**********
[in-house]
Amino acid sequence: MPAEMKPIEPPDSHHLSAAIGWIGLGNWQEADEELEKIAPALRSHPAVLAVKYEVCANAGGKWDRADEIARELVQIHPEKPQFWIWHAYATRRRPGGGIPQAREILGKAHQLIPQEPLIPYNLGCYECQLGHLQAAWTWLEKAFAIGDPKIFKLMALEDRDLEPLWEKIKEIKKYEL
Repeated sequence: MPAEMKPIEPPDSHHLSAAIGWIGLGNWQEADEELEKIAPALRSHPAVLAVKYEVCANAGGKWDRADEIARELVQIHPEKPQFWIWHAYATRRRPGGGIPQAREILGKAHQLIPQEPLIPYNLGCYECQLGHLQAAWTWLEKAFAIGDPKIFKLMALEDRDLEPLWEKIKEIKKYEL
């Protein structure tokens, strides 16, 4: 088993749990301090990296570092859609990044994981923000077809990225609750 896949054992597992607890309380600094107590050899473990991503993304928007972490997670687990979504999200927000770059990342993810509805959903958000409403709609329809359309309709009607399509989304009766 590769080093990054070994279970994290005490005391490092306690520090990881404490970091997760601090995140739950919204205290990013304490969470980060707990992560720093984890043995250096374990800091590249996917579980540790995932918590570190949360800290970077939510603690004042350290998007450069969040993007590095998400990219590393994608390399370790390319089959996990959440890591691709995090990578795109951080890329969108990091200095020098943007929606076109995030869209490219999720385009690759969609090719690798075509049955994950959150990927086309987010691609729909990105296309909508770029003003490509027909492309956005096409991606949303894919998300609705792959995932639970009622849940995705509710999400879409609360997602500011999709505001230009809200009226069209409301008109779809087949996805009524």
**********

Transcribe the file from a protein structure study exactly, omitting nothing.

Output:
[in-house]
Amino acid sequence: MPAEMKPIEPPDSHHLSAAIGWIGLGNWQEADEELEKIAPALRSHPAVLAVKYEVCANAGGKWDRADEIARELVQIHPEKPQFWIWHAYATRRRPGGGIPQAREILGKAHQLIPQEPLIPYNLGCYECQLGHLQAAWTWLEKAFAIGDPKIFKLMALEDRDLEPLWEKIKEIKKYEL
Repeated sequence: MPAEMKPIEPPDSHHLSAAIGWIGLGNWQEADEELEKIAPALRSHPAVLAVKYEVCANAGGKWDRADEIARELVQIHPEKPQFWIWHAYATRRRPGGGIPQAREILGKAHQLIPQEPLIPYNLGCYECQLGHLQAAWTWLEKAFAIGDPKIFKLMALEDRDLEPLWEKIKEIKKYEL
């Protein structure tokens, strides 16, 4: 088993749990301090990296570092859609990044994981923000077809990225609750 896949054992597992607890309380600094107590050899473990991503993304928007972490997670687990979504999200927000770059990342993810509805959903958000409403709609329809359309309709009607399509989304009766 590769080093990054070994279970994290005490005391490092306690520090990881404490970091997760601090995140739950919204205290990013304490969470980060707990992560720093984890043995250096374990800091590249996917579980540790995932918590570190949360800290970077939510603690004042350290998007450069969040993007590095998400990219590393994608390399370790390319089959996990959440890591691709995090990578795109951080890329969108990091200095020098943007929606076109995030869209490219999720385009690759969609090719690798075509049955994950959150990927086309987010691609729909990105296309909508770029003003490509027909492309956005096409991606949303894919998300609705792959995932639970009622849940995705509710999400879409609360997602500011999709505001230009809200009226069209409301008109779809087949996805009524």